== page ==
VITA: Day One

Wednesday was our first day of VITA locally. Taxpayers came in at a steady, but not frantic, pace. The slightly earlier opening of the program will help smooth out the demand for the first three weeks. As always there were a few new or unusual issues. These issues are what trip up new preparers so I'm sharing them with others here. This is also a good way to make a "note to self" for future reference. The accumulation of these special issues is what develops expertise in tax preparation.

Married Filing Separately

One of the issues that came up twice during the first evening of tax prep had to do with married filing separately. It appears to be common for paid preparers to prepare such returns as if the taxpayer were single, or taking the separate income of the taxpayer when filing. With Texas as a community property state, spouses filing separately must include half of each partner's income when filing.

Besides, it will almost always be more beneficial filing joint anyway. Even if living separately, partners could make an agreement to split the refund. If certain conditions are met separate taxpayers may be able to file head of household, but only if there is a child involved. Just being separated does not allow you to file as single. I have not read or heard of IRS involvement in such cases but it is still not correct and taxpayers will be liable for any taxes, penalties, and interest.

Child's Income

The Affordable Care Act adds to the confusion on the issue of dependent's income. When a child has some of their own income some think that parents must include that in their income. Normally, that is not true. One example is when a parent receives social security payments for the child. Publication 17 talks about this scenario specifically. In those cases the child's social security is the child's, not the parents, even though the check may be addressed to the parent. If that is the only income of the child taxability is based on 50% of that amount and it's unlikely that he will need to file a return.

One exception to the rule of including a child's income is referred to as the Kiddie Tax. That comes into play when a child's unearned income exceeds a certain level. In those cases, the income might be taxable at the parent's rates. Alternately, the parents have the option of including that income on their own return.

The confusion that the ACA adds is that form 8962 asks for household income (MAGI) in calculating the Premium Tax Credit. The income of all dependents is included in this amount. That doesn't mean it is included on the 1040.

Amending ITIN Returns

The third issue discussed during the evening session related to taxpayers with an ITIN that received their social security card. When a taxpayer receives their SSN they can amend prior year returns to get credits (EITC) that they were previously disallowed due to the ITIN, if they otherwise qualify. However, taxpayers should also notify the IRS of their receiving a SSN, so that the IRS can merge the ITIN returns with their SSN. The sooner this is done the better.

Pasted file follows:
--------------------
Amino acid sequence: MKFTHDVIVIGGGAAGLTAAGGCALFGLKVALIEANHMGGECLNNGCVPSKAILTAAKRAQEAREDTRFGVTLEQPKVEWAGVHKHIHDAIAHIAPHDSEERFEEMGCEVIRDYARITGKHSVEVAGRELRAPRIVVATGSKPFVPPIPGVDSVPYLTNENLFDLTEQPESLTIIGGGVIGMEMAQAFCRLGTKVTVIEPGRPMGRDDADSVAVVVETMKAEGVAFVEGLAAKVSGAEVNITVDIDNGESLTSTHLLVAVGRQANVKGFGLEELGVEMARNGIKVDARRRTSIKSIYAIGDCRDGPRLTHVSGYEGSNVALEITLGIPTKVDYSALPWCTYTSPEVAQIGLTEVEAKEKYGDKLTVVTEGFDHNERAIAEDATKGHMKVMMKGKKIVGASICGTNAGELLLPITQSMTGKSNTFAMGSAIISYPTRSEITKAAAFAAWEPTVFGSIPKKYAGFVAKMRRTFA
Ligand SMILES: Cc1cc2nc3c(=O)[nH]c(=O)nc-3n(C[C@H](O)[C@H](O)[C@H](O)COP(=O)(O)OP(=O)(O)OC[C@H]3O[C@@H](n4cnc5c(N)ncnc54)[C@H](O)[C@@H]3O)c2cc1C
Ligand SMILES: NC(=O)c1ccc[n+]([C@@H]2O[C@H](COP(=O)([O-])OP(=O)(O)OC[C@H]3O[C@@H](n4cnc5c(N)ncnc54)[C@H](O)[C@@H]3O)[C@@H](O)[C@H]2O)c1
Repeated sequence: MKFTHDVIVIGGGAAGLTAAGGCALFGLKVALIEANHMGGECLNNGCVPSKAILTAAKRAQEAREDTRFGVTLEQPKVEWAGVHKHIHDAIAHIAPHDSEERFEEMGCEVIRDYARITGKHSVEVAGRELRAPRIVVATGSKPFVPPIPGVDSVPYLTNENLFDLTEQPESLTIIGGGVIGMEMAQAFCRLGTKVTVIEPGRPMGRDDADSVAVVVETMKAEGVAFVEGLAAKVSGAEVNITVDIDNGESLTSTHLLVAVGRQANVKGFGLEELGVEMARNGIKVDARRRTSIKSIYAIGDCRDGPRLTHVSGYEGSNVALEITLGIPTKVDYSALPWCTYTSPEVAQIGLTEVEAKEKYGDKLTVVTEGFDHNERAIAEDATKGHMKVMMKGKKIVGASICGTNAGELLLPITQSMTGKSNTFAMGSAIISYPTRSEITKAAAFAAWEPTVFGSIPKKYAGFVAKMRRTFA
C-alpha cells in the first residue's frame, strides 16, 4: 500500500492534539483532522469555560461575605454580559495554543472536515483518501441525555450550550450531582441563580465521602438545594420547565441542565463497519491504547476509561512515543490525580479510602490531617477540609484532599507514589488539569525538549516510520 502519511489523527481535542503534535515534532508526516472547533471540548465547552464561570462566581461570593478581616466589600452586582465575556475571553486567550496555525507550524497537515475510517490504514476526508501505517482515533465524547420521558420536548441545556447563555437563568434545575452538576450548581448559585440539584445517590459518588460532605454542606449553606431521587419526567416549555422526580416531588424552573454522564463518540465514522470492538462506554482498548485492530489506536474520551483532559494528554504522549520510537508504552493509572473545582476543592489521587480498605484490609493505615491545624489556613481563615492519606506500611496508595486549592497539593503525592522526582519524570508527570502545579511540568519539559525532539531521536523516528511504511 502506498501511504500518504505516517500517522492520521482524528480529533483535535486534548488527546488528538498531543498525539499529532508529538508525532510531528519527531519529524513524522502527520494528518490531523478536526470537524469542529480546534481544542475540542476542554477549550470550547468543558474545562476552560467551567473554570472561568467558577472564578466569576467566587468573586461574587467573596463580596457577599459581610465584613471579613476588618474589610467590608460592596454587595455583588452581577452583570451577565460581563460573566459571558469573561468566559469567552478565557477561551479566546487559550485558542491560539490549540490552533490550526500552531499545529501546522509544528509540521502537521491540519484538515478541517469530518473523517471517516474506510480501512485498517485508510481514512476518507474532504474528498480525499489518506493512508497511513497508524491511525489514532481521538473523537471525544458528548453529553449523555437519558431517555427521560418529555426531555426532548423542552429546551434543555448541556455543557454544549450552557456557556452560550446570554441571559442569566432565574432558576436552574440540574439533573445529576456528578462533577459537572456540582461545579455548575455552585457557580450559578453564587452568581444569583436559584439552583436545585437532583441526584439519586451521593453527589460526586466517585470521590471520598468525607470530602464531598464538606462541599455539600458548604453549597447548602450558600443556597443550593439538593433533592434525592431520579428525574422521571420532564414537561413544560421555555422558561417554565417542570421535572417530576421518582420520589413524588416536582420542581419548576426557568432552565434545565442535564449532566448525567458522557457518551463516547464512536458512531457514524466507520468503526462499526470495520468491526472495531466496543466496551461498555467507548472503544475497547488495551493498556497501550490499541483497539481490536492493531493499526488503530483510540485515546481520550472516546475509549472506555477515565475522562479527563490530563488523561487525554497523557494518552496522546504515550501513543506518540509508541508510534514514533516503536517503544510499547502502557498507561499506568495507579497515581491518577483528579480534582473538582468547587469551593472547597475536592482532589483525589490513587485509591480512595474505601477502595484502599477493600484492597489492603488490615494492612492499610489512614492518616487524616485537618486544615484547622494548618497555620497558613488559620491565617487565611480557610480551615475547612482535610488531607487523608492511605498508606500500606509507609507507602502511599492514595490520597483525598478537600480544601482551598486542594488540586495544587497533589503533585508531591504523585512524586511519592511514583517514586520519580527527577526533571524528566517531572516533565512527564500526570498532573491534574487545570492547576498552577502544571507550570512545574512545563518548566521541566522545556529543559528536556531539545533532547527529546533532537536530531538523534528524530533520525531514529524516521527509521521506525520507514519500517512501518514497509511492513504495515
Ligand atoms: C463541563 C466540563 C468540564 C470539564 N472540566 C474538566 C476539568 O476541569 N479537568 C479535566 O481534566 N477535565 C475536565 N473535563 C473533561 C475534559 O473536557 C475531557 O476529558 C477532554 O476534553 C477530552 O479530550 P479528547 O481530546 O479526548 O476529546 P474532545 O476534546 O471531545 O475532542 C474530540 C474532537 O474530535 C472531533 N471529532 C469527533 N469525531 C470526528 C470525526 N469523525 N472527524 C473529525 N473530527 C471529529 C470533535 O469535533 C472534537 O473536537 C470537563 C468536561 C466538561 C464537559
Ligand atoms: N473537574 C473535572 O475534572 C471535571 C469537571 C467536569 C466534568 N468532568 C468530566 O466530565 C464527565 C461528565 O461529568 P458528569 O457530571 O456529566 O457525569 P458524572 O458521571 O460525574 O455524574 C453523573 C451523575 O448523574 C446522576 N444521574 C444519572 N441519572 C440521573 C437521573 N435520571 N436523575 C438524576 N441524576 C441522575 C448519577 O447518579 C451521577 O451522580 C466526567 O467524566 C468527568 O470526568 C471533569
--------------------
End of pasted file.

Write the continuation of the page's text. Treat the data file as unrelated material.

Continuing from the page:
The following is from http://www.irs.gov/Individuals/Additional-ITIN-Information

What do I do when I am assigned a social security number (SSN)?
Once you receive a SSN, you must use that number for tax purposes and discontinue using your ITIN.  It is improper to use both the ITIN and the SSN assigned to the same person to file tax returns.  It is your responsibility to notify the IRS so we can combine all of your tax records under one identification number.  If you do not notify the IRS when you are assigned a SSN, you may not receive credit for all wages paid and taxes withheld which could reduce the amount of any refund due.  You can visit a local IRS office or write a letter explaining that you have now been assigned a SSN and want your tax records combined.  Include your complete name, mailing address, and ITIN along with a copy of your social security card and a copy of the CP 565, Notice of ITIN Assignment, if available.  The IRS will void the ITIN and associate all prior tax information filed under the ITIN with the SSN.  Send your letter to: 


     Internal Revenue Service 
     Austin, TX 73301-0057


I've searched and could not find a specific IRS procedure for amending prior year returns for such individuals, but have read advice that says amended returns are filed by simply using the SSN (not the ITIN) of the taxpayer, and would include the ITIN information in the explanations for the 1040X. The notation might read "Amending return with SSN to claim EITC. Prior return used ITIN ###-##-####." If the ITIN and SSN records have been merged it will be even easier for them to reconcile. The important thing is to meet the deadline for amended returns.

I'm looking forward to tackling other issues this season, although there are many, such as IRAs and conversions, that I won't see much of while preparing taxes in the VITA. Still, this is a valuable experience and a useful service to the public, a service that could use more volunteer participation.

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